Early that summer another friend, a kid compared to my age, came over and brought a game called Boarderlands. He dropped the DVD in the PS3 sat and texted while giving me directions on how to use the controller. Square, Triangle, X, toggle, etc. I barely knew WTF he was saying. He left. I sat there not sure what to do next. Suddenly what was I thought was cool and fun was not. It was an exercise. It was learning. Learning alone in the dark is, well different from owning a small business.
So for a couple of months I played Boarderlands or thought I was. To misuse a term, I just ground my way around trying to shoot, jump, find loot, kill things, and get frustrated. I would play and stop. Low frustration tolerance is a thing. I would keep coming back. Load the DVD, launch, looking at the graphics and trying to figure out what was going on. I would start at the same point. Do the same map. Move in the same way. All along missing what gaming should be about, discovery. I was confusing discovery for technical skill. What I know now is that if you set out to discover your skills improve because you are engaged longer.As my kid friend says break something. (There is an entire school of learning theory dedicated to experience integration.) As opposed to being frustrated and cursing at the flat screen alone in a dark room while the neighbors listened.
Destiny dropped. That September I got a PS4. Thus begins my fractured entry into gaming. I did not know there were ways to play this game or any game. I thought all you did was launch and do random shit. Randomly. In hindsight teams of code heads and designers spend thousands of hours designing something not just to work but engage. Here I was insulting a shit load of serious people. As look back insulting myself.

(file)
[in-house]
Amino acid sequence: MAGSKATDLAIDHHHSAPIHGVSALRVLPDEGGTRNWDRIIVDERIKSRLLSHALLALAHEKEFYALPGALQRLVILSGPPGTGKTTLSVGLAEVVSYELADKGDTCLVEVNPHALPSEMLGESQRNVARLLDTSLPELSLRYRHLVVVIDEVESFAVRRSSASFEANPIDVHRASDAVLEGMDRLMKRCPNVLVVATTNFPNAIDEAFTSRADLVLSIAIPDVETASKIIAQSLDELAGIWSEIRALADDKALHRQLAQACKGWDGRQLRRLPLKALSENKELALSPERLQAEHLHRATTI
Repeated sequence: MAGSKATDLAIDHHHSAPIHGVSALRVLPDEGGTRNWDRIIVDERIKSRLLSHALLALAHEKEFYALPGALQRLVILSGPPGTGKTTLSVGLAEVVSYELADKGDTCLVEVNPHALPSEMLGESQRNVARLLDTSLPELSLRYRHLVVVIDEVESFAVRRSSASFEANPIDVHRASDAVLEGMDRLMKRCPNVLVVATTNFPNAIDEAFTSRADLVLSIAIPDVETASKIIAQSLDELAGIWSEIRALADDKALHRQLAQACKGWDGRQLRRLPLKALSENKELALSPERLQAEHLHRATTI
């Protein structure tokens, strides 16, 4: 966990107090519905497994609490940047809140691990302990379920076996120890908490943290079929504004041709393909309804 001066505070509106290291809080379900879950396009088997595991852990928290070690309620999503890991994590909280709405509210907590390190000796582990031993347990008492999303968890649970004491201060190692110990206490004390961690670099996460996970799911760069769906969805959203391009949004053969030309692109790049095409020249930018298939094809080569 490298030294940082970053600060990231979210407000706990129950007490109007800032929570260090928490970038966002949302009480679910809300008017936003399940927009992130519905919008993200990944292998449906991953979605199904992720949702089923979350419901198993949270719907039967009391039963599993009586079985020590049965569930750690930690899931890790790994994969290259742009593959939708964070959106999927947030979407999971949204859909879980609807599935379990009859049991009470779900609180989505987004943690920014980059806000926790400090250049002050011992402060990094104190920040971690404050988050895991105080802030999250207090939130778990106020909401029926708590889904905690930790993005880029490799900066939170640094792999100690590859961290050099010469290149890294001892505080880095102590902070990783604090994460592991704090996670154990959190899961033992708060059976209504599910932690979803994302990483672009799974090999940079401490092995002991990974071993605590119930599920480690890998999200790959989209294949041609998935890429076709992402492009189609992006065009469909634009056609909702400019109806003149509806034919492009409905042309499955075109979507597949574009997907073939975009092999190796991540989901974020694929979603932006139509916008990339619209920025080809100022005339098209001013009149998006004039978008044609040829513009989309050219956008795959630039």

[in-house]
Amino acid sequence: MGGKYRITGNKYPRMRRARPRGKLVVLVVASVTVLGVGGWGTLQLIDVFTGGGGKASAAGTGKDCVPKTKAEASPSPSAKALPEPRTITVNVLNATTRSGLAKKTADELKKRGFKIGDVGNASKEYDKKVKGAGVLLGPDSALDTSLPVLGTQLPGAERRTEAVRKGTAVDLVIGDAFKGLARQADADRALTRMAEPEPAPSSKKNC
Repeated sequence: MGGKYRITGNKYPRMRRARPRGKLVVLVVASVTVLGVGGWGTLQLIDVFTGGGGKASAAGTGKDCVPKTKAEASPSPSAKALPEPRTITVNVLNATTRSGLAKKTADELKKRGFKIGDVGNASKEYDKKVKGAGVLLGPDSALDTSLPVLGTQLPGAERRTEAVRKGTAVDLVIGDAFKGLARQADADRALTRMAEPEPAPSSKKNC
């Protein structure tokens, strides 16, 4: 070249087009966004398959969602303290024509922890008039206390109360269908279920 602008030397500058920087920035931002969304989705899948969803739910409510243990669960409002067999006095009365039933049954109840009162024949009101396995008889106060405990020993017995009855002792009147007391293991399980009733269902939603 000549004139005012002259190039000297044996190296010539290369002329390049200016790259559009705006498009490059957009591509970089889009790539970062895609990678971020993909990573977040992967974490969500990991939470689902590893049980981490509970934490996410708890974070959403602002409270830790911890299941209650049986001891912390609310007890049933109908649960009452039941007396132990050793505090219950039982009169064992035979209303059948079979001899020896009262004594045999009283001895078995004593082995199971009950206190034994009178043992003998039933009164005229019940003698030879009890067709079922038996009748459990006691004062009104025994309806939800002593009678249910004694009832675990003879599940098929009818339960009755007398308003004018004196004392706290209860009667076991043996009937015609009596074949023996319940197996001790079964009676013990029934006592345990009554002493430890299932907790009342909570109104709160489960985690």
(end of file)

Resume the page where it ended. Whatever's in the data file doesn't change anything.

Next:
I learned two years into Destiny that stories/lore are key to a game. Stories help you understand the game and keep you interested especially when you are frustrated or bored or failing. Stories are motivation.
There was language to learn. Strike, Raid, loot, maps, aliens with names that should be Bob or Joe or Gail or Susan. Who the fuck can remember Sepiks Prime, Phogoth, Aksor, Valus Ta’aurc, etc. etc. It wasn’t until year two that I learned I could cash shit in with Xur. I am the forever slow child.
I would sit with the controller in hand moving the face buttons, shoulder buttons, triggers, thumbsticks, etc. Frequently and still I look down to see where my thumb is or is going. I look down and look up noting I did this and this happened. Took me a year to figure out that I can convert engrams to stuff. I kid, it was a few months.
Rationalizing was a big go to in playing. I liked to walk and run though my maps. The truth was I didn’t know there was something called a Sparrow to drive around with. When I did discover the Sparrow I drove like a drunk teenager.
I could wax poetic about playing Destiny. Playing Destiny alone poorly. Embarrassed that I was not a cool kid. But that misses a couple of points.
Insight Into Gaming
This week a friends husband and I were chatting about life at this point in our lives. The whole finding meaning and purpose thing as we wait to expire. Career turns into waiting for Godot. He said to me ‘Mark I am so impressed by your going to PAX and getting into gaming.’ I thought ‘Wow I am a cool kid to someone.’ I have been so focused and frustrated that I am not @mynameIsByf, or Miguel, or Shaun, or @mesasean or @MissyGotGame or @laceduplauren or @Deej_BNG, and on and on. Yet the frustration of what I say is a glass half empty filled with a clear poisonous liquid misses what I have written here, here, here, and here about PAX and the community I’ve met and what I’ve learned since Destiny was launched.